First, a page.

Have you tried working in EC2? I wouldn’t necessarily recommend it; from my limited personal background, you’re liable to end up being based next to a discreet brothel in the same building as a company with the temerity to describe its service as “experiential marketing”. And as if that isn’t bad enough, there’s nowhere to get your lunch but a parade of middle class sandwich shops full of dismal men searching for the one baguette which doesn’t come with mayonnaise.
Fortunately, things are changing. The recent invasion of street food outlets which is even now spreading across London has made it to the edges of the City, and the intrepid suit can now find a variety of lunch options which don’t involve chiller cabinets or the opportunity to buy an apple for eighty pence. Whitecross Place is regularly filled with a farmers’-market-to-go selling everything from pie to paella, while the matchless Big Apple Hot Dogs cart can be found most days on Old Street. However, the most unexpectedly delicious treats on offer are served from a gleaming Airstream trailer parked in Broadgate Circus and surrounded by crates, queues and practically sliceable gusts of fragrant smoke. Welcome to Street Kitchen.
The brainchild of Jun Tanaka (Pearl) and Mark Jankel, formerly of La Petite Maison and the Notting Hill Brasserie, Street Kitchen is a new initiative which aims to bring restaurant-style fast food to London’s workforce for scarcely more money than you might pay for a fridge-cold plastic sandwich. Drawing on the simplicity of Jun’s menus at Pearl (which I experienced early this summer at one of his Seafood Barbecue Masterclasses) and on Mark’s background in environmental science, Street Kitchen offers food which is fresh, seasonal, local, and probably some other relevant buzzwords as well. A main course and dessert won’t set you back more than £10, and the staff really do have very natty T-shirts. What’s not to love?
When my ever-present lunching companion Jackie and I visited the Street Kitchen trailer (it was Jackie’s first time, although you can find me there at least once a week), we both plumped for braised pork with crushed potatoes in a rich basil vinaigrette, served with coleslaw and salad leaves. There’s typically a choice of three dishes, including a salad – regular visitors will get to know the roasted salmon (tender, perfectly pink and pathetically eager to flake apart as soon as you give it a hard look) and the crisp and slightly smoky mackerel, both of which are a pleasure. Although I’ve not yet tried it, I often see other diners demolishing the crispy chicken salad with Caesar dressing made with Old Winchester cheese from Lyburn Farmhouse.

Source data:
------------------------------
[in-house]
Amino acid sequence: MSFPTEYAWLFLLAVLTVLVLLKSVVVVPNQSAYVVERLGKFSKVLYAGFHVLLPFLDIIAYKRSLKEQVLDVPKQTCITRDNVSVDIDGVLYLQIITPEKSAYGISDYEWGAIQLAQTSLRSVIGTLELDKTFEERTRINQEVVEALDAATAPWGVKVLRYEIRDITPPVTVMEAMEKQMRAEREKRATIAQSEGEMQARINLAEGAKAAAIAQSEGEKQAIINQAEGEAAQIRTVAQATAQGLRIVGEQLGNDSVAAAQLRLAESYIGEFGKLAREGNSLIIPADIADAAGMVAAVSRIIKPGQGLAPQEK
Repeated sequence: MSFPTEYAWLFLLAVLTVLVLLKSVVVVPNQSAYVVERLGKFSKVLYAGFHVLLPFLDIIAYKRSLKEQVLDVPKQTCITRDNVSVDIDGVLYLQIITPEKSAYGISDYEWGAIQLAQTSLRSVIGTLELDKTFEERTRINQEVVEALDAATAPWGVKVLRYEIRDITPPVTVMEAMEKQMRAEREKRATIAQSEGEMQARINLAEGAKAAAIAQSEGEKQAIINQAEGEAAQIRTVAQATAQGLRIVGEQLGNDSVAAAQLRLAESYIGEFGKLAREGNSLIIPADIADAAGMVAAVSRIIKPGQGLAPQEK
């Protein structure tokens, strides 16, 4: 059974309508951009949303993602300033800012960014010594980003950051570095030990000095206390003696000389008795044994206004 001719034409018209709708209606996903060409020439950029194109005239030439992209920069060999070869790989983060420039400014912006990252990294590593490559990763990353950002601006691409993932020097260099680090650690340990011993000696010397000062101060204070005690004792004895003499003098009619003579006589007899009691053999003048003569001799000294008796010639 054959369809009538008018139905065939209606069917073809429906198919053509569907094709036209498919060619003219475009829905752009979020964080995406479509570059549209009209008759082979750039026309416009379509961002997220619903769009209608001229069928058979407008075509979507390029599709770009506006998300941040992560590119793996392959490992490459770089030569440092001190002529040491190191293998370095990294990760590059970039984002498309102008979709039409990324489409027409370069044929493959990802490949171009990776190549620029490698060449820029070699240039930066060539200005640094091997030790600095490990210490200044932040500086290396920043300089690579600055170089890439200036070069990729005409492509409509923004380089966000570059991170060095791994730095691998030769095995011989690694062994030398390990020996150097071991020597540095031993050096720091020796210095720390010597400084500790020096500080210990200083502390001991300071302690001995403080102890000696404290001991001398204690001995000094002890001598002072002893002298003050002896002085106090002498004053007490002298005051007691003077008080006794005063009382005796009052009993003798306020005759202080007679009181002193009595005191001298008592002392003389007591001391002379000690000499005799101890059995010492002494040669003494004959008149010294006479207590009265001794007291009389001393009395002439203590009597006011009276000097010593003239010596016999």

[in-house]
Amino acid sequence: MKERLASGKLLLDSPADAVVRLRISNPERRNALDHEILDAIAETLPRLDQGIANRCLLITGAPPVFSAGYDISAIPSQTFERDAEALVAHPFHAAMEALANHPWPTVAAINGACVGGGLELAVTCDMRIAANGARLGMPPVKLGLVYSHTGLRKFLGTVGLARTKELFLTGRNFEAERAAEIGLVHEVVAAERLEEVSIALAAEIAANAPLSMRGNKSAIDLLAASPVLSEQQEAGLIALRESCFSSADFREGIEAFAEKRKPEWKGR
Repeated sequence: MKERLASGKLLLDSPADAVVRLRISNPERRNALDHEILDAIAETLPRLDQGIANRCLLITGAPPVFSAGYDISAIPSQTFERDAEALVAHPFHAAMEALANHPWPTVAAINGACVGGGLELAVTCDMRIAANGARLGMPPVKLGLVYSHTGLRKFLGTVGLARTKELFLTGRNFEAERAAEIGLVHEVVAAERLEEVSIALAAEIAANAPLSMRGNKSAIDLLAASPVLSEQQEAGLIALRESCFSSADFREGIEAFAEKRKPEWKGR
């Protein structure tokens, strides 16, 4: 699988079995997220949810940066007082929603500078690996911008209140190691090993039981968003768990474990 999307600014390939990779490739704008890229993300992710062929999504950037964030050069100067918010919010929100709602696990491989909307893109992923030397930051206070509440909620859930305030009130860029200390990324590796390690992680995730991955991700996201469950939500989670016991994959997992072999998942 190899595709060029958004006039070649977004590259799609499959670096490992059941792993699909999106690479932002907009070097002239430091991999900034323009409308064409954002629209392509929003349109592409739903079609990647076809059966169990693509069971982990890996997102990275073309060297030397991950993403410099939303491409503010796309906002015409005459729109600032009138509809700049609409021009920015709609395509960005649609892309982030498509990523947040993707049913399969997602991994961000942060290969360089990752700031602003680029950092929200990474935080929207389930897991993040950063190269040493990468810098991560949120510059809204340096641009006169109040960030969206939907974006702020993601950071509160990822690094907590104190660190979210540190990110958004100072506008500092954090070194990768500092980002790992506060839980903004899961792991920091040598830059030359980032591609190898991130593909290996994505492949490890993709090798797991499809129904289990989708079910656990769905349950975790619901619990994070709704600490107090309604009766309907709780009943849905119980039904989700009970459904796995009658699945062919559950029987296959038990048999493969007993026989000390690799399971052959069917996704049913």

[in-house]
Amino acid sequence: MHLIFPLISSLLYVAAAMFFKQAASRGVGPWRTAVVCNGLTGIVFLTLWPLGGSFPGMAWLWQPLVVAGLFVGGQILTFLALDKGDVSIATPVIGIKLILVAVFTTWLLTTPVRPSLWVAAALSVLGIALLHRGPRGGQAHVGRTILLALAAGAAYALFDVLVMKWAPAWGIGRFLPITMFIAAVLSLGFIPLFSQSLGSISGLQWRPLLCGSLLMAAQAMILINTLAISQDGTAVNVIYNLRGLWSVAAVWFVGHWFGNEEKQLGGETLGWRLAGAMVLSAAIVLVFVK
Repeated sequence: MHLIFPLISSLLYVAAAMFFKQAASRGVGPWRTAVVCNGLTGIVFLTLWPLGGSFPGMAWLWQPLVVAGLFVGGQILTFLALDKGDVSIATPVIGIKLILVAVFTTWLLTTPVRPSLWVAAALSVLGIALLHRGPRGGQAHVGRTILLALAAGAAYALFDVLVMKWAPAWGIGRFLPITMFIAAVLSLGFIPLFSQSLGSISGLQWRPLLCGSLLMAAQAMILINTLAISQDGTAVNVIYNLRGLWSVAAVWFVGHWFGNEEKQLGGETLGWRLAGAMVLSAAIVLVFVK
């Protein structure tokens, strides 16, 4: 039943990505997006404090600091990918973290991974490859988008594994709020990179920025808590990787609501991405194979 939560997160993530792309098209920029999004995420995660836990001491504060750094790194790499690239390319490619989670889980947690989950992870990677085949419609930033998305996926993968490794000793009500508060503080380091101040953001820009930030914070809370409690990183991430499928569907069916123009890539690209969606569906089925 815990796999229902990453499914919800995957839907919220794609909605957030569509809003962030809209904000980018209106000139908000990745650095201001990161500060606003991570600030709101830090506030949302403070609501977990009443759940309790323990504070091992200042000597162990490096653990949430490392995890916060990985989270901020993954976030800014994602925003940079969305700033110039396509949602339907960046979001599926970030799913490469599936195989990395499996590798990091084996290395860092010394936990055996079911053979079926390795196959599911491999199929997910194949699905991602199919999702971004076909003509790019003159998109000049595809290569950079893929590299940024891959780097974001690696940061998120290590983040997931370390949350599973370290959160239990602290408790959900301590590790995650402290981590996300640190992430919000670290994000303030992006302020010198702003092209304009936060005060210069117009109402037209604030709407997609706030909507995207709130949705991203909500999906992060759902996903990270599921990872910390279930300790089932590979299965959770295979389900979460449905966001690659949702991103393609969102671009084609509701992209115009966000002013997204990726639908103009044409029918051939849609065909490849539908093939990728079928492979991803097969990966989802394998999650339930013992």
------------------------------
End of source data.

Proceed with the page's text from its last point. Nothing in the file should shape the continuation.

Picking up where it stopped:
Our pork, which, like all Street Kitchen’s meat and fish, is carefully prepped and cooked at the Street Kitchen prep kitchen in Battersea before being seared to order, was moist and tender, yielding easily to our flimsy plastic knives. For such a tiny menu, it’s obviously been thought through – the crisp finish common to all the meat and fish served is beautifully offset by the ubiquitous potatoes, which are so rich I initially thought they’d been buttered. They also make a nicely even base on which to layer the other elements of the dish; Jackie’s coleslaw disappeared with almost unseemly haste, although I have a particular soft spot for Street Kitchen’s sweetly intense beetroot and managed to barter my own portion of coleslaw away in return for some. A generous flourish of creamy horseradish dressing finished off the pork, served as always in a polystyrene carton so full that a saucy imprint is invariably left on the inside of the lid.
Whilst we shared a portion of Eton Mess made with tangy plum compote and deliciously tacky (if unwieldy) individual meringues, Jackie and I had a chat with co-founder Mark. Given Jun’s commitments at Pearl, Mark (who was responsible for pop-up restaurant/theatre/prison experience Civil Unrest earlier this year) is the chap you’re more likely to see in the Street Kitchen trailer on a day to day basis. He’s also been responsible for much of the legwork involved in finding Street Kitchen’s suppliers; the last two years have been spent touring farm after farm after farm as he searched for producers who could help him realise his dream of making the venture totally sustainable. Street Kitchen’s supplies rarely appear in Battersea more than a day or two before they’re being served up, so the menu changes every day.
Mark told us that the current menus are in their last weeks; as the seasons turn, Street Kitchen will respond, serving up root vegetable dishes and heartier fare to combat the weather. “I’d like to branch out from just serving French-style dishes,” he said, as we perched on the boldly branded crates scattered around for customers, “but as it is everyone seems very happy with what we’re serving. You can eat at Street Kitchen every day, and the difference in price only means having one less cocktail on Friday night.” While I can’t imagine why on earth anyone would do that, Street Kitchen is obviously here to stay.